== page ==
There’s a lot of prep that goes into getting ready for a baby. But like many new parents you tend to forget about the preparation that could and should be done for yourself (and your spouse), which can save you a lot of time, and stress, and headaches, and stress, and worry…and did I mention stress?
Some of this stuff might make you say “no doi” and some might surprise you, but here are 12 (really) important things to do before you give birth.
1. Create a birth preferences checklist.
No doubt the birth of your child will be one of the most special memories of your life, but to give yourself some peace of mind, and have your preferences worked out before the big event. Now of course, things don’t always go as planned, but deciding and discussing what you want with your doctor and birth partner will help you feel more prepared. Consider whether or not you want a vaginal birth, or if you do or do not want pitocin administered to induce labor, who you want in the room with you, or if you want your birth partner to be the one to cut the chord, etc. While things may not go exactly the way you want them to (or not at all), at least you and your doctor know how you’d like things to go down. Don’t know what you should keep in mind? If you’re looking for suggestions, here are a few helpful templates/talking points from well-known websites:
- The Bump – Birth Plan
- Baby Center – Birth Plan Worksheet
- March of Dime – Birth Plan
- Earth Mama – Free Birth Plan Checklist
2. Pack your hospital bag and pick out a playlist.
By week 38 (hopefully before that) you should have a small bag packed with what you plan on bringing to the hospital for your birth. The last thing you want is to find yourself rushing around, throwing random items in a bag after your water has broken, and you are in full on panic mode. Packing ahead of time will allow you to surround yourself with the things that bring you comfort such as your own clothes, the toiletries you prefer, your insurance information, the music you want played during the birth, your own pillow, etc. A helpful tip: call the hospital ahead of time and ask if there is anything you need to bring with you such as diapers, wipes, a towel, etc.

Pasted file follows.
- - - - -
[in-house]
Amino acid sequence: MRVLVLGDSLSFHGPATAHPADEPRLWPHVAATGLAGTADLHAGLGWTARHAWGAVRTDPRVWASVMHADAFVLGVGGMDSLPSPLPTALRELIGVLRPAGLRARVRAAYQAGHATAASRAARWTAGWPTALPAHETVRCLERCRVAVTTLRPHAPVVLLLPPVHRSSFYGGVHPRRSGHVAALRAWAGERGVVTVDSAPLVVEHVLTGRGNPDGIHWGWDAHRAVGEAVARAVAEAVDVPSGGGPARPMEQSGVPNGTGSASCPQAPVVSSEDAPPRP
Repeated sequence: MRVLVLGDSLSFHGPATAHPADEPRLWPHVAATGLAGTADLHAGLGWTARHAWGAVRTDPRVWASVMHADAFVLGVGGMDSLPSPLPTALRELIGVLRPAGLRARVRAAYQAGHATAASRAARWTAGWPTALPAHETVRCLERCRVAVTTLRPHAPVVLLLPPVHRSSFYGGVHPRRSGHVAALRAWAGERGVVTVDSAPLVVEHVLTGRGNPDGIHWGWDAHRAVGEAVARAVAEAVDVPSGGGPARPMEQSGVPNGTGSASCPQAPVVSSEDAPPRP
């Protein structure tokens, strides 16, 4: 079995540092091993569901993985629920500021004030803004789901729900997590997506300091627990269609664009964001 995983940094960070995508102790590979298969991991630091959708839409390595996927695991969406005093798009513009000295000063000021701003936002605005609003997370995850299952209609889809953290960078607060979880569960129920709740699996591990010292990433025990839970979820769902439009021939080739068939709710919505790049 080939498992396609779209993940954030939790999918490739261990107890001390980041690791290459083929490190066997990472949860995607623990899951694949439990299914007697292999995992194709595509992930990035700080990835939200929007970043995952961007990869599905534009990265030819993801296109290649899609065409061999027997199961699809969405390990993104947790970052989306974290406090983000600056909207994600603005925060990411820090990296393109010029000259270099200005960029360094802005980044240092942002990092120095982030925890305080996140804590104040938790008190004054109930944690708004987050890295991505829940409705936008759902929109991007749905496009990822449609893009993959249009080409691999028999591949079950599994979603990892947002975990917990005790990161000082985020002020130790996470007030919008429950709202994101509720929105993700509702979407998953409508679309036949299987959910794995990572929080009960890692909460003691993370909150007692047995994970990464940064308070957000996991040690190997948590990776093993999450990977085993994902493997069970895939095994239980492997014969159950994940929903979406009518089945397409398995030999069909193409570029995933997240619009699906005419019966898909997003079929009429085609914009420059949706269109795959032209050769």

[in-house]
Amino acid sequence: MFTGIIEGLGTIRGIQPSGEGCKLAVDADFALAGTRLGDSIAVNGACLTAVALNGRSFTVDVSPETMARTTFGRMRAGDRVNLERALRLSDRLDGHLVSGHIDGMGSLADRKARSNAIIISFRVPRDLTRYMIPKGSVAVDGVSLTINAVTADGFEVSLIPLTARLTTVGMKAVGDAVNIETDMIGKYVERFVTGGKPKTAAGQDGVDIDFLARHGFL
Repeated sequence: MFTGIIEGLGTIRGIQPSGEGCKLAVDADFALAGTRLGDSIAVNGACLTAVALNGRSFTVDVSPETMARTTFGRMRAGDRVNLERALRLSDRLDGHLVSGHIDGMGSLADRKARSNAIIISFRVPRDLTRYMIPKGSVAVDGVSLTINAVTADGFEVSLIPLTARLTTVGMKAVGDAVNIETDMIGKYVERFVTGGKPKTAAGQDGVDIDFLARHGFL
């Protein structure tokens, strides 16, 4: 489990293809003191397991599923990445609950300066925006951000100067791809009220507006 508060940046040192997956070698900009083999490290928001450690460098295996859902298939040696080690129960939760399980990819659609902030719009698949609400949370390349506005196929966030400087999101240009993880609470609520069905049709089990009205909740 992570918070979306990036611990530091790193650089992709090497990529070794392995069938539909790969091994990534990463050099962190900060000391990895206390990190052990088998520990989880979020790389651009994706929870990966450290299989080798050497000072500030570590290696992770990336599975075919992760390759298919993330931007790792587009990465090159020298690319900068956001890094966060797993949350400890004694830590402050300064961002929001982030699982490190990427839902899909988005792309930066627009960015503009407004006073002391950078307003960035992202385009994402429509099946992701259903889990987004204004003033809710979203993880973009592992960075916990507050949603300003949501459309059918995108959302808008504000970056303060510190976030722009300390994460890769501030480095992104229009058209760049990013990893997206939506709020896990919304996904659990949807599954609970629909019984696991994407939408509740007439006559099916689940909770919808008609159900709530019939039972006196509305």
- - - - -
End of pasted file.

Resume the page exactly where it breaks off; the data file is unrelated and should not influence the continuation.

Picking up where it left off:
3. Take a class on breastfeeding, or read a lot.
Even if you aren’t sure whether or not you’re going to breastfeed your baby, it’s a good idea to sign up for a class at your local hospital (or if they don’t offer one, ask your doctor for some references). You will be able to learn about breastfeeding vs. bottle-feeding, what to expect when your baby arrives, nipple care, the costs of formula feeding, as well as helpful latching tips for new moms. Just in case, you might want to consider signing up for a few formula websites (such as Enfamil or Similac) to receive free samples and coupons if you end up needing to supplement with formula while waiting for your milk to come in.
4. Select birth announcements or get crafty.
If you’re planning on mailing out announcements or doing any crafts for your baby’s nursery, then now is a great time! Before your new bundle of joy takes up your every waking second, you will hopefully have time to select your birth announcements, prepare your mailing list, address envelopes, organize the nursery, etc. You will have more than enough to focus on after the baby comes, so getting all of this out of the way will be big load off your plate.
5. Cook and freeze meals.
Once the baby arrives you won’t have as much time for cooking meals or prepping ingredients, especially since you’re going to be exhausted from the birth, and probably feeling like a horse has kicked you in the lower abdomen. So why not make good use of the spare time you’ve got left and cook some meals that can easily be frozen and thawed out at your leisure (like casseroles, soups, or stews). A helpful tip: start a Pinterest board full of the recipes that you want to make so you have all your favorites stored in one place.
6. Have a visitation strategy for after baby.